While bourbon can be made in any American state, it is undeniable that the spirit is inherently linked to Kentucky distillers. With limestone filtered mineral water and an abundance of oak trees, which are required for barrel aging, the bluegrass state has ideal conditions for bourbon production and the proof is in the pudding. In 2021 Kentucky distillers broke the regional record for the most barrels of bourbon filled in a year when they filled almost 2.5 million — the third year in a row the total topped two million barrels.
The uptick in bourbon production is likely due to the category’s immense growth over the last two decades due to skyrocketing demand. The spirit’s production in Kentucky has shot up 250 percent since 1999, and the industry is currently undergoing a $5.1 billion capital investment campaign that is set to expand the industry even further. This includes multimillion dollar renovations at distilleries like Jim Beam and Four Roses, and a $1.2 billion expansion of Buffalo Trace.
Despite the fact that the vast majority of bourbon production happens in the state of Kentucky — a whopping 95 percent — many of the companies that own some of the most recognizable names in bourbon are headquartered out of state. In the case of Four Roses, the parent company, Kirin, isn’t even based in the United States and is instead headquartered in Tokyo, Japan.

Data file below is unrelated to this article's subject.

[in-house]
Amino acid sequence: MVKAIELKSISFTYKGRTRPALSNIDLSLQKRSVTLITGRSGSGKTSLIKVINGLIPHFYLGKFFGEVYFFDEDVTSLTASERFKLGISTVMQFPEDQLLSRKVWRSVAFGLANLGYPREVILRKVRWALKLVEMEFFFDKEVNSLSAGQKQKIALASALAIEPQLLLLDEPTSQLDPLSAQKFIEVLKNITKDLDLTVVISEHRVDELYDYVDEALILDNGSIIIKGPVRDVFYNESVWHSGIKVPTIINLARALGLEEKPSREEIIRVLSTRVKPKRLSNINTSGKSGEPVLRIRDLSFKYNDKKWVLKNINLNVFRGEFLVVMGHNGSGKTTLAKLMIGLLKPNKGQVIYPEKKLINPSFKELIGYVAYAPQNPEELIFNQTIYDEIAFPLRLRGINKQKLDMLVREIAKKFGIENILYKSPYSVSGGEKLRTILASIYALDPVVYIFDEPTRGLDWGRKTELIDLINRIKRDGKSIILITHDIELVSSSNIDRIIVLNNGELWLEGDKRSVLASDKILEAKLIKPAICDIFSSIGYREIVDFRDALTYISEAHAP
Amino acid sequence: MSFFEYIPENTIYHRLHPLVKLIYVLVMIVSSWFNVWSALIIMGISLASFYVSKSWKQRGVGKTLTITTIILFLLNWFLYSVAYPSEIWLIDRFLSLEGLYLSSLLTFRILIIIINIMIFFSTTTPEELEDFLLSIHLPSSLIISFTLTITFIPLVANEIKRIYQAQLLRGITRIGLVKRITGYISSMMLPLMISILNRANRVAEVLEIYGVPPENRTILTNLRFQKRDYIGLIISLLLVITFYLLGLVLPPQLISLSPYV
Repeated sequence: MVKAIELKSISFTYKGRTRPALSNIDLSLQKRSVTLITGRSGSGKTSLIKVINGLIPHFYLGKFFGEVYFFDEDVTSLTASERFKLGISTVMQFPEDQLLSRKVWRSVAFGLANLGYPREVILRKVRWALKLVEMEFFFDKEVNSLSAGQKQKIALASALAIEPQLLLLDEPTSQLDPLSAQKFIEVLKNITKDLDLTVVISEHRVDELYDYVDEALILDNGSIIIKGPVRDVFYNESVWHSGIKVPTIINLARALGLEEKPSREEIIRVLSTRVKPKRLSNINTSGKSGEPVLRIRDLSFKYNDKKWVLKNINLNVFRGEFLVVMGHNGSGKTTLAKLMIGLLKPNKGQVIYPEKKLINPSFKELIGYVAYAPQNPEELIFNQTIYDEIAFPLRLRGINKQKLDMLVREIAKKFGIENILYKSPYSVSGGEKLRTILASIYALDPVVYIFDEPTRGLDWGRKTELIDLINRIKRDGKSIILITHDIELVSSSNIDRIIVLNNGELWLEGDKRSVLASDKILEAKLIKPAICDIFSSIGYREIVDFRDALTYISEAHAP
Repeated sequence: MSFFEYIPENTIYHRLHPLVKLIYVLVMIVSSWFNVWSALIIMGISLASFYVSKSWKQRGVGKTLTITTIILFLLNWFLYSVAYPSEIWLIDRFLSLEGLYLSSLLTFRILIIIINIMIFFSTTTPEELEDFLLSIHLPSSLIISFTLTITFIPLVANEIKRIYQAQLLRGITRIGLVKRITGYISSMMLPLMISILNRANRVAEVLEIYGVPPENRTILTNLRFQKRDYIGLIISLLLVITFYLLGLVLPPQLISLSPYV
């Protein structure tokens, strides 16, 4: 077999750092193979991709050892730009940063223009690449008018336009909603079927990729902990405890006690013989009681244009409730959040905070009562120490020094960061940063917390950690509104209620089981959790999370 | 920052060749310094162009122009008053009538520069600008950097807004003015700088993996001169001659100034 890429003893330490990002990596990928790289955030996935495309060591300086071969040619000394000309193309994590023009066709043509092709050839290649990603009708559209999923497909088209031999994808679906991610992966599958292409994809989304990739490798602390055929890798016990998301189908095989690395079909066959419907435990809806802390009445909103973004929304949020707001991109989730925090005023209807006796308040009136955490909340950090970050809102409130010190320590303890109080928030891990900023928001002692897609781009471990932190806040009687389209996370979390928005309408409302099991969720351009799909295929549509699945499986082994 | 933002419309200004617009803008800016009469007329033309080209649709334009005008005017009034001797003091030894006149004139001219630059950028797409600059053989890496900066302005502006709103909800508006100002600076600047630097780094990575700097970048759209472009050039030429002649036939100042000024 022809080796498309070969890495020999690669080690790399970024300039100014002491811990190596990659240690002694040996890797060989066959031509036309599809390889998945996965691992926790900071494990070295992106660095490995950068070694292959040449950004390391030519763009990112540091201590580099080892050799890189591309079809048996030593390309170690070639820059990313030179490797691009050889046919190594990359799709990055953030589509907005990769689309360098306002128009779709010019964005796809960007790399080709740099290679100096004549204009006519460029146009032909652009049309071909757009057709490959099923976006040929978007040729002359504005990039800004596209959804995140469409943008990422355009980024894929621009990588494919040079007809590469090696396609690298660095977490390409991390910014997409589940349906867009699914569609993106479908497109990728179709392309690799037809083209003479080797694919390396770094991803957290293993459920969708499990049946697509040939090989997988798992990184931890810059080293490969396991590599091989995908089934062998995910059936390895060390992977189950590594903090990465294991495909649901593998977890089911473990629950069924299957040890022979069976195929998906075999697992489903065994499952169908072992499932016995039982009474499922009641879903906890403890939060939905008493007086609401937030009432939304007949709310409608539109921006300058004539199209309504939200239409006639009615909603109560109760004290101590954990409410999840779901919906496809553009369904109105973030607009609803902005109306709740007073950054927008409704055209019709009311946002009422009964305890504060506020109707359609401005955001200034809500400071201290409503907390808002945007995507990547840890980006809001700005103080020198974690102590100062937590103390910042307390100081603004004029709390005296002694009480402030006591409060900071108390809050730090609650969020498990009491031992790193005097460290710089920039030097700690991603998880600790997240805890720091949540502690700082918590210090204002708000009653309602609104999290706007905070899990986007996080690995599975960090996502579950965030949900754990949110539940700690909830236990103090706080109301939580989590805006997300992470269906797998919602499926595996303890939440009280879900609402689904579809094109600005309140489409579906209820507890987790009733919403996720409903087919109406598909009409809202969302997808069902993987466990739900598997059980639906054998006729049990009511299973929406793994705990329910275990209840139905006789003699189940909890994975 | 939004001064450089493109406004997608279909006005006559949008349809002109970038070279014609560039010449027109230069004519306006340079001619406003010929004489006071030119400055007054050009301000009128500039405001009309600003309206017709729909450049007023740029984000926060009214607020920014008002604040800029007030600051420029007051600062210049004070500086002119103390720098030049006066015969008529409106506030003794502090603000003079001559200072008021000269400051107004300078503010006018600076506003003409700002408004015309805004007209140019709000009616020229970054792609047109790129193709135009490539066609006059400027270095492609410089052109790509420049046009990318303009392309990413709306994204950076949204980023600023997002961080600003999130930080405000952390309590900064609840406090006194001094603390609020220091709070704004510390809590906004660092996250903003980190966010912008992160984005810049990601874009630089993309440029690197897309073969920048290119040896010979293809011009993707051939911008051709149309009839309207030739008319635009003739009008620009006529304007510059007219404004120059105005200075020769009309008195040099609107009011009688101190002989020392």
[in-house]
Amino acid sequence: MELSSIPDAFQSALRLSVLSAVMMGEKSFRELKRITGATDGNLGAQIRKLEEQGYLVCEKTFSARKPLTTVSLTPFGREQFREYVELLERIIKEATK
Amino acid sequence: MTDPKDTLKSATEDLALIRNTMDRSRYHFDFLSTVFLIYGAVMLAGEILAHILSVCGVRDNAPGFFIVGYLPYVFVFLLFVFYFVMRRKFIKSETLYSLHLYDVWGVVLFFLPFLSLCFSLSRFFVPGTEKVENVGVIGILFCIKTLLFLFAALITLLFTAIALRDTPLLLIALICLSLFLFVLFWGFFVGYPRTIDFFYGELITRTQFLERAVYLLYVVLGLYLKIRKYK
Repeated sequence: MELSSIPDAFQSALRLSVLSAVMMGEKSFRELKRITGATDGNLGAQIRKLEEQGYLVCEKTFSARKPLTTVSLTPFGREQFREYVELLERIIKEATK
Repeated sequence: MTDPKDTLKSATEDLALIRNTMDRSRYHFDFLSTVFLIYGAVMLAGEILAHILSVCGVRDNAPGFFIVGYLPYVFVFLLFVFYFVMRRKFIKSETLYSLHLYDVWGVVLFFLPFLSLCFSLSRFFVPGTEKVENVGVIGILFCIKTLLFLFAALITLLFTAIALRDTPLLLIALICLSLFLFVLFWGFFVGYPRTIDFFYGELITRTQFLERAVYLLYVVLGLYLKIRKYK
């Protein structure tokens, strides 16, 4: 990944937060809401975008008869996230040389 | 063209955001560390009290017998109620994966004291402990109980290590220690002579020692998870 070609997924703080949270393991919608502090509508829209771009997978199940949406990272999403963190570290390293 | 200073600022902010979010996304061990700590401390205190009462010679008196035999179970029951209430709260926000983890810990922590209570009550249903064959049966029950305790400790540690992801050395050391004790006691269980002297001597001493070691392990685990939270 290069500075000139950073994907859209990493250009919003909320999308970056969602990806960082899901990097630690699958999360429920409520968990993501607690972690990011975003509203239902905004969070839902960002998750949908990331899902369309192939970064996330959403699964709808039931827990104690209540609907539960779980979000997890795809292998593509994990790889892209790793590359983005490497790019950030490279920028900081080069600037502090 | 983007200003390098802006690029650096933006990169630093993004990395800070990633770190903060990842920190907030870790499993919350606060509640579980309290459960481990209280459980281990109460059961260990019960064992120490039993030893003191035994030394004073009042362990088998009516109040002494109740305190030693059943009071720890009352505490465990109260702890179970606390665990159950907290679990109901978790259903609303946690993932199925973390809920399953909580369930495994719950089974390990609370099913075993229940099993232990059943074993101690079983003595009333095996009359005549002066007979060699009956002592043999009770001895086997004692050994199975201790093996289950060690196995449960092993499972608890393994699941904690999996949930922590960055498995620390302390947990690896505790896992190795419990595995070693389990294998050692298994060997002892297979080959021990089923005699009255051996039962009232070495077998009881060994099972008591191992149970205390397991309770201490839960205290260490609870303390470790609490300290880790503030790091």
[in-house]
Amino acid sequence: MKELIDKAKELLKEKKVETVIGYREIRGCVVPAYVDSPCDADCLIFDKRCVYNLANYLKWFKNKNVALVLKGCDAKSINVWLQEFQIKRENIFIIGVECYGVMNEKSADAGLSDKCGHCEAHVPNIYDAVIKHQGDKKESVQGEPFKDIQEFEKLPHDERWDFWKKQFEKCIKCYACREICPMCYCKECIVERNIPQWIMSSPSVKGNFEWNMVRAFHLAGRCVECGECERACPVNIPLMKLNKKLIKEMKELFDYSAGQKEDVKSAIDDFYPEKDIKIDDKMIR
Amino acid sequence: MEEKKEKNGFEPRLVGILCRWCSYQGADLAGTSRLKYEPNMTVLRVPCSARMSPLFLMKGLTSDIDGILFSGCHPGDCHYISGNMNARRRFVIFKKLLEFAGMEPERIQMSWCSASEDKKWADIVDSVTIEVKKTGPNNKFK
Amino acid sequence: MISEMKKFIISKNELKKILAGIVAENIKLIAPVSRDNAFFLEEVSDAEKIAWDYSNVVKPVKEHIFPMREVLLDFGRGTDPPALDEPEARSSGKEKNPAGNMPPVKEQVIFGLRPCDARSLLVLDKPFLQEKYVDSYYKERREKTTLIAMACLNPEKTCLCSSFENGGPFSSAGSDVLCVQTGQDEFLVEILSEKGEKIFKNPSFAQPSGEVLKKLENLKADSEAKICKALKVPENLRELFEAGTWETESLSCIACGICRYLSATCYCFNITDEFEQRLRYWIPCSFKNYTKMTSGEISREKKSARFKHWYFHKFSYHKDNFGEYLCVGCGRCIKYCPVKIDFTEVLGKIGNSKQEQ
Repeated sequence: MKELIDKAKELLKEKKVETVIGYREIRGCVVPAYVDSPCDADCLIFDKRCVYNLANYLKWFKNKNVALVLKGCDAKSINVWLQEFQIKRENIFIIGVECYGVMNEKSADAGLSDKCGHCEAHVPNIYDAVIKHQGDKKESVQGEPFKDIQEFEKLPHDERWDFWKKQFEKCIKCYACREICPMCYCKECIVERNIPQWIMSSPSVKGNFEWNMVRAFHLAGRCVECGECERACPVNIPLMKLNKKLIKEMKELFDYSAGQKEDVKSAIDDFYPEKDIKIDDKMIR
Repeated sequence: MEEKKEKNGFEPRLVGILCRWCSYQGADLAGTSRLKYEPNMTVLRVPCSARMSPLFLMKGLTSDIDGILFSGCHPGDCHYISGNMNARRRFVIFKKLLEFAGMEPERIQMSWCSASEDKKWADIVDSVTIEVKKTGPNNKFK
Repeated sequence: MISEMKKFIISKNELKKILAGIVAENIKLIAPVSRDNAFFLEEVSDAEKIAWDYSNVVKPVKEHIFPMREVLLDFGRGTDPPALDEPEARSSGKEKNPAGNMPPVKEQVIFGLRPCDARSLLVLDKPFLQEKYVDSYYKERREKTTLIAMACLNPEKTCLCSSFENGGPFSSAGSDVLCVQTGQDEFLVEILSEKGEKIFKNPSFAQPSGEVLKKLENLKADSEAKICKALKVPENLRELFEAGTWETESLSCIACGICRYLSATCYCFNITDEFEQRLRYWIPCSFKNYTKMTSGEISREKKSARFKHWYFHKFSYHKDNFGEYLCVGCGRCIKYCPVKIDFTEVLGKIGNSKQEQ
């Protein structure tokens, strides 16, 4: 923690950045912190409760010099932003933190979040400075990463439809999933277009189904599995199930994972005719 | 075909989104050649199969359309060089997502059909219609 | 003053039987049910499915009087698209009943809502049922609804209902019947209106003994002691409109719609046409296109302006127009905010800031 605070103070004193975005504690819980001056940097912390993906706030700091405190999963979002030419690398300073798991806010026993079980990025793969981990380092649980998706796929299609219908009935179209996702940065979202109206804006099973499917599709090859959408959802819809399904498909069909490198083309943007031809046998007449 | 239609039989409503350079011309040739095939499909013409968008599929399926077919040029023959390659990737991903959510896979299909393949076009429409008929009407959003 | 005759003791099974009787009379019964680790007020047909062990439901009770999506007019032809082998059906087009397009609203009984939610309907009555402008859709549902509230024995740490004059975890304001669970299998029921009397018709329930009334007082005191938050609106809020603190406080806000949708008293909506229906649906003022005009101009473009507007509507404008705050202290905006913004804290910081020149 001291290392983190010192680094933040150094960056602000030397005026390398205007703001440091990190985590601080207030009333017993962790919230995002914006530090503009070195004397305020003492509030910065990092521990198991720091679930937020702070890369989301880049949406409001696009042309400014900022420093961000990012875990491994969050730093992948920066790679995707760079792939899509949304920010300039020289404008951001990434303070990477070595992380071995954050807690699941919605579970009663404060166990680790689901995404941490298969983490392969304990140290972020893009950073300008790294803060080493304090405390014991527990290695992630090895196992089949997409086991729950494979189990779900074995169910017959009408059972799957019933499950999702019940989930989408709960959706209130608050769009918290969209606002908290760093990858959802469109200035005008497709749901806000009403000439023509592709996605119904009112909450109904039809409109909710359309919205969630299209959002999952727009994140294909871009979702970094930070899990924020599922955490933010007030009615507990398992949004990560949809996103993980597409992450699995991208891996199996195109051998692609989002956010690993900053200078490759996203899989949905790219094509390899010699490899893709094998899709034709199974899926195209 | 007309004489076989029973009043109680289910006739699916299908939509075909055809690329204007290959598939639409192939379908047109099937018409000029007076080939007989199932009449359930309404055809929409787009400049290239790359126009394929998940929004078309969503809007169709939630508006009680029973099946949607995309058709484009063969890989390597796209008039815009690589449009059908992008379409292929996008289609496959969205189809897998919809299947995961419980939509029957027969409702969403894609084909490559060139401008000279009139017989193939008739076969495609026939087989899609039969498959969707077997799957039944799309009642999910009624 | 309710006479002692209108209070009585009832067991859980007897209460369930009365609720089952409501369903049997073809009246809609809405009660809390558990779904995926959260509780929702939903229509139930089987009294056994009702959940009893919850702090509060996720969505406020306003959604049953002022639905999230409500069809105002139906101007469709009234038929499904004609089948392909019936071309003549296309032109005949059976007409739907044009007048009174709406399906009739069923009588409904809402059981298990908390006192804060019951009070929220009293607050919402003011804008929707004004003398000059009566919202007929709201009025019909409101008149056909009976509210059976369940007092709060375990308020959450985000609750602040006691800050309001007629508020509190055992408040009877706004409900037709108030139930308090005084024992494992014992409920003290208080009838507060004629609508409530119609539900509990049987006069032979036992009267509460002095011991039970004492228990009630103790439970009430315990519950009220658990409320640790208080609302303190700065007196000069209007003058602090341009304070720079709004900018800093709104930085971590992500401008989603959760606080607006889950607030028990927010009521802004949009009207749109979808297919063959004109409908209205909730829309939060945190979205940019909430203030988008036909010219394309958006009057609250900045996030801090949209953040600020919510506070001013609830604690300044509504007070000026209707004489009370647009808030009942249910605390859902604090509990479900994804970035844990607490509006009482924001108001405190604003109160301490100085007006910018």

To complicate matters further, many of your favorite bourbon brands are actually owned by the same parent company. While Buffalo Trace in fact produces its namesake bourbon, the distillery — which is owned by the Sazerac Company — also produces brands like Eagle Rare and Van Winkle. In the case of Jim Beam, one of the top selling bourbons in the world, the brand is owned by parent company Beam Suntory, which also owns brands like Knob Creek and Maker’s Mark.
In order to navigate our way through the labyrinth of bourbon’s and their parent companies, VinePair produced this family tree to demonstrate who owns what in the bourbon world. To make things a bit easier to make sense of, we’ve left out independently owned brands — not only because there are too many to fit on one page, but also because many source rather than distill their own whiskey (although some of the brands in this graphic have, at some point, sourced juice from other distilleries).
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